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I work in a strict environment that has a past tense rule for report writing, as the things have already taken place. My question is if you can you use a present tense verb in a past tense sentence and still have that sentence be in past tense?

EX: " The man walked down the road and passed another man who was working on his car."

Does this sentence still classify as "past tense" even though the verb "working" is used and in present tense?

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  • "Working" does not belong to any tense - it is a participle. It happens to be the present participle, but that has nothing to do with the present tense. It is used to create a continuous form of both present, past and future i.e he is working, he was working, he will be working - the present continuous, the imperfect (historic continuous), and the future continuous - respectively.
    – WS2
    May 22, 2022 at 20:36

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Your assumption is wrong. Only finite verbs have tense, not nonfinite verbs. The bold verbs here have tense:

  • Singing songs at night was a lot of fun.
  • I asked them to sing me a song.
  • I made the dog leave us alone.

The bold-italic verbs here have no tense:

  • Singing songs at night was a lot of fun.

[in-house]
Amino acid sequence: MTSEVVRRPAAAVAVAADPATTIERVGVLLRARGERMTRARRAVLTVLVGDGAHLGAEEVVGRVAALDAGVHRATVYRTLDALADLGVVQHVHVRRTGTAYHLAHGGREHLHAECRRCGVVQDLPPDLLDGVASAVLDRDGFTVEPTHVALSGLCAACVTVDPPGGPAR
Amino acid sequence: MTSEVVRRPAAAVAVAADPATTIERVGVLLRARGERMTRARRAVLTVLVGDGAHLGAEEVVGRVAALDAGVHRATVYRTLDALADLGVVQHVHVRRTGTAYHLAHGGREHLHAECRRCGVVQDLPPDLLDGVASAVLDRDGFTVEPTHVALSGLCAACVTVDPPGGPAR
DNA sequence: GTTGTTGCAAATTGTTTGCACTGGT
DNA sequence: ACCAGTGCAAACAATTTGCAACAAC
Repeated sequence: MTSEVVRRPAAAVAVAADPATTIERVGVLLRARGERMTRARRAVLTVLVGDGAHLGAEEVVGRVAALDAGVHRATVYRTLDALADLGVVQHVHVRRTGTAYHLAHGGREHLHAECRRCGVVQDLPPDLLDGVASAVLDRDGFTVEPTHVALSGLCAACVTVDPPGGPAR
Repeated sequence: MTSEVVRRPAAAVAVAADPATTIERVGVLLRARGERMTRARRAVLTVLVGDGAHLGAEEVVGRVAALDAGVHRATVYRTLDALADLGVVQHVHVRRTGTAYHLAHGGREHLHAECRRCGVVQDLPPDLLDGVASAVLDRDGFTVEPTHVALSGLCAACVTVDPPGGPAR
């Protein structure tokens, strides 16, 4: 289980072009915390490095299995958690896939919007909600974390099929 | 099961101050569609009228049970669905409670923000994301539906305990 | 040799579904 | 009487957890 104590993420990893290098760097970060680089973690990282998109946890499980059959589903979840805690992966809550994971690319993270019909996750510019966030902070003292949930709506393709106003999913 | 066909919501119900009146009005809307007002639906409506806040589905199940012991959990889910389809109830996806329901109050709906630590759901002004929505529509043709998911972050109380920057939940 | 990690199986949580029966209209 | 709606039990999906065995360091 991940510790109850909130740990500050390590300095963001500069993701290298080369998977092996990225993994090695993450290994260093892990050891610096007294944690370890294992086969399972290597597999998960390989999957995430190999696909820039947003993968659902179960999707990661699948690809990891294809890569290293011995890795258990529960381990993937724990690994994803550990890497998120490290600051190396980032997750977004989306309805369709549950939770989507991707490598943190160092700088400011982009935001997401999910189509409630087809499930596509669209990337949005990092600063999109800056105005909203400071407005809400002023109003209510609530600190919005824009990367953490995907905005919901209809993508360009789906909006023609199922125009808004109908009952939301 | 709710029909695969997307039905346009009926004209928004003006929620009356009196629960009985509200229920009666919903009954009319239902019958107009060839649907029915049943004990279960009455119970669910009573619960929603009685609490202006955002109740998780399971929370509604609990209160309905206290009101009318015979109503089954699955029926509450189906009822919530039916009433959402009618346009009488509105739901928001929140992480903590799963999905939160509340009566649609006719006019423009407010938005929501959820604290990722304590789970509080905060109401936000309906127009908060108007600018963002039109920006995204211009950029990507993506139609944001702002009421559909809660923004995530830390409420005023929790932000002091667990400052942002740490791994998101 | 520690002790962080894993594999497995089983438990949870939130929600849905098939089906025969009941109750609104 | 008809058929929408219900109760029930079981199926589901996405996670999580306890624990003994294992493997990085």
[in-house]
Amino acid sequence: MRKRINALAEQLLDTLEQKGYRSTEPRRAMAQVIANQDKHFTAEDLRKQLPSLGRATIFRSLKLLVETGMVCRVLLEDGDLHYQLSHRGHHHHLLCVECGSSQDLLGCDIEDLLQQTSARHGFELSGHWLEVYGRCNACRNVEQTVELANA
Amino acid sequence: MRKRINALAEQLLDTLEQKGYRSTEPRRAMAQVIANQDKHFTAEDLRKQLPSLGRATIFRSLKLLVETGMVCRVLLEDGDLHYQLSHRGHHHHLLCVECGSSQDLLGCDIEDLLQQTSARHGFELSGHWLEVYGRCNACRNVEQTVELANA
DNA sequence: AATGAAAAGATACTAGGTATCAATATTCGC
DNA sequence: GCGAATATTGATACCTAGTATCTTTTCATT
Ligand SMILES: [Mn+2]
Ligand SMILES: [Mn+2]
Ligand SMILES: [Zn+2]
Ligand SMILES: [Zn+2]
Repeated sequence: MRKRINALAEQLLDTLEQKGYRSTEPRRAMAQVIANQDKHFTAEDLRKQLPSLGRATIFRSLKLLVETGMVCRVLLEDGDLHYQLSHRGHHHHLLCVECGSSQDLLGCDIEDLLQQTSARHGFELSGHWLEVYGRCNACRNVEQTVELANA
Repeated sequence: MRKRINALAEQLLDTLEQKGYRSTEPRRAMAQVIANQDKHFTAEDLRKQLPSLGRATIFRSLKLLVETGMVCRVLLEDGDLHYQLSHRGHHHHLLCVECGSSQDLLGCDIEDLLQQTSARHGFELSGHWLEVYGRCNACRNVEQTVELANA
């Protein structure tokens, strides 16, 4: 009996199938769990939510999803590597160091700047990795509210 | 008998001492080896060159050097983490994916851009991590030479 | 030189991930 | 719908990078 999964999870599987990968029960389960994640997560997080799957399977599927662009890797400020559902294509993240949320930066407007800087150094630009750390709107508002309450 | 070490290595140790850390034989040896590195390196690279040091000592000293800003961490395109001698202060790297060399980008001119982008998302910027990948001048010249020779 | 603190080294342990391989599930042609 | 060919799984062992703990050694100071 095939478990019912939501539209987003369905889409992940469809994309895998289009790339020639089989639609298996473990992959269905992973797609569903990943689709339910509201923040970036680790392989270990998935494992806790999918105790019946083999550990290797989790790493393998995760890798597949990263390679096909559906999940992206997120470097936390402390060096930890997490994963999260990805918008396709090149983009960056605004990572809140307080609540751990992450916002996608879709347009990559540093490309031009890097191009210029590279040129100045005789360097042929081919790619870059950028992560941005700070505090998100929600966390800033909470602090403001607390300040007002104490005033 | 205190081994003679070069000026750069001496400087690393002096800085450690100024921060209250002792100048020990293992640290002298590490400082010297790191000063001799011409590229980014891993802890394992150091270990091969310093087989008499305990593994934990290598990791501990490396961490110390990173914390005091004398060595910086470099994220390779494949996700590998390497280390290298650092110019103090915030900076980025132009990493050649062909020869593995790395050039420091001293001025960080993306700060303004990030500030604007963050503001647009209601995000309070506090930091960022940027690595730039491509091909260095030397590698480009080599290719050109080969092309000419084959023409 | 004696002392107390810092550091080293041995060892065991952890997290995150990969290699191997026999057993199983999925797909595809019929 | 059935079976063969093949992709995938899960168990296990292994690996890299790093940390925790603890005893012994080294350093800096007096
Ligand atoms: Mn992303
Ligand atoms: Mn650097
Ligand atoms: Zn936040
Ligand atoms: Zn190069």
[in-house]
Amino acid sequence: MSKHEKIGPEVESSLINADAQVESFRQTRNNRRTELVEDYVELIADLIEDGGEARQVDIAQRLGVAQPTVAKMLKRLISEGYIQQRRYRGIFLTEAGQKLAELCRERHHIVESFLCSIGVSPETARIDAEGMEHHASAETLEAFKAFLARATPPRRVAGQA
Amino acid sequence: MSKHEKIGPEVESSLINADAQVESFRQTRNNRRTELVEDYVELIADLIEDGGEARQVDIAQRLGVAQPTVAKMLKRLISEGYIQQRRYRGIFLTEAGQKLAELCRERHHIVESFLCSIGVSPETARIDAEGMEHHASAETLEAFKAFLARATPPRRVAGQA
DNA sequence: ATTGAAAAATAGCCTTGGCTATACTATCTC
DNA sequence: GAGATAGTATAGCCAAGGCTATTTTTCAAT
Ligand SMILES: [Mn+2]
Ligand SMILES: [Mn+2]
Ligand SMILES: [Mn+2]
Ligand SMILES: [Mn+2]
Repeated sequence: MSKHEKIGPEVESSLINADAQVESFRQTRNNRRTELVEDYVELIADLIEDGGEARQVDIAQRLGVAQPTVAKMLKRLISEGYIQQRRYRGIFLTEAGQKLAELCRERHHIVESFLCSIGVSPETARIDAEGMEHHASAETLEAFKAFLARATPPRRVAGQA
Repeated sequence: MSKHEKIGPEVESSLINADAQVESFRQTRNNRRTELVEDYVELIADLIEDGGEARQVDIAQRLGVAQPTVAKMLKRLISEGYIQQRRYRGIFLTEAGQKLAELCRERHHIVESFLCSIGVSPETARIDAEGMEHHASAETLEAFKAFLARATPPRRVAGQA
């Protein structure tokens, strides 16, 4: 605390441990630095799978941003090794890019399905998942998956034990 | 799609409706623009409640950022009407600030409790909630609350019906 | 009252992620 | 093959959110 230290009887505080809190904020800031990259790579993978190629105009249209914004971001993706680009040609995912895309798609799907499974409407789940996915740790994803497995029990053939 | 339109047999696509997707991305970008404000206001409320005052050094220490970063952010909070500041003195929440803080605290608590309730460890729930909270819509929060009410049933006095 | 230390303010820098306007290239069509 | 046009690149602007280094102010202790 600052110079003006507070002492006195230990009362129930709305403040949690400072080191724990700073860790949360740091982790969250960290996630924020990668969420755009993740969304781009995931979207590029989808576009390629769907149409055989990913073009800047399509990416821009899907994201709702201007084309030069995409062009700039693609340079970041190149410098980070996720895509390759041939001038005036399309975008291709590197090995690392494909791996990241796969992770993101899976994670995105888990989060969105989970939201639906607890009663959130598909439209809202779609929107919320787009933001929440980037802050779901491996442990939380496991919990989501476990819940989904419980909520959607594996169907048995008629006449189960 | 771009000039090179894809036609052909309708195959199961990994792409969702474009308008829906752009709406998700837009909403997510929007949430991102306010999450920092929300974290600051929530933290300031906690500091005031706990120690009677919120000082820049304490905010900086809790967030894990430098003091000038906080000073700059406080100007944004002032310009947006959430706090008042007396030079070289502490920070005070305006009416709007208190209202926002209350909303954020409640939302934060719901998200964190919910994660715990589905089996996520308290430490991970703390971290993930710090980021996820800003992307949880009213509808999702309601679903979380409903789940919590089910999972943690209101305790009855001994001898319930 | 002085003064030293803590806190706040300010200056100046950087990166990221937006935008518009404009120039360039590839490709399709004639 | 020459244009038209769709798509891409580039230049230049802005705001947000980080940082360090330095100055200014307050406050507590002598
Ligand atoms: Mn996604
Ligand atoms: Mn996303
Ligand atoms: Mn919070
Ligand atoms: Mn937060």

• I asked them to sing me a song.
  • I made the dog leave us alone.

Only finite verbs have tense, number, and person. Gerunds and infinitives have no tense, number, or person. That’s why they are non-finite.

Sentences do not have tense. Only finite verbs do, and you can more than one of those in a sentence.

  • I am looking for the person who left me a note.

There you have a perfectly normal sentence with two different finite verbs, one in each of the two English tenses, present tense and past tense.

Since the main verb is in the present tense, I can understand why you would call it a present-tense sentence. But I would be careful. This you cannot classify if you go that route:

  • His friends were and are a great help to him.

There you have two verbs in both tenses each sharing the same subject.

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  • The form He was working - to one who was taught English grammar as though it were Latin, is the imperfect tense. In English it employs a participle, though in a Romance language like French it is a tense in its own right Il travaillait. But it conveys a sense of the past - indeed I have heard it described as the "past continuous".
    – WS2
    May 22, 2022 at 20:41

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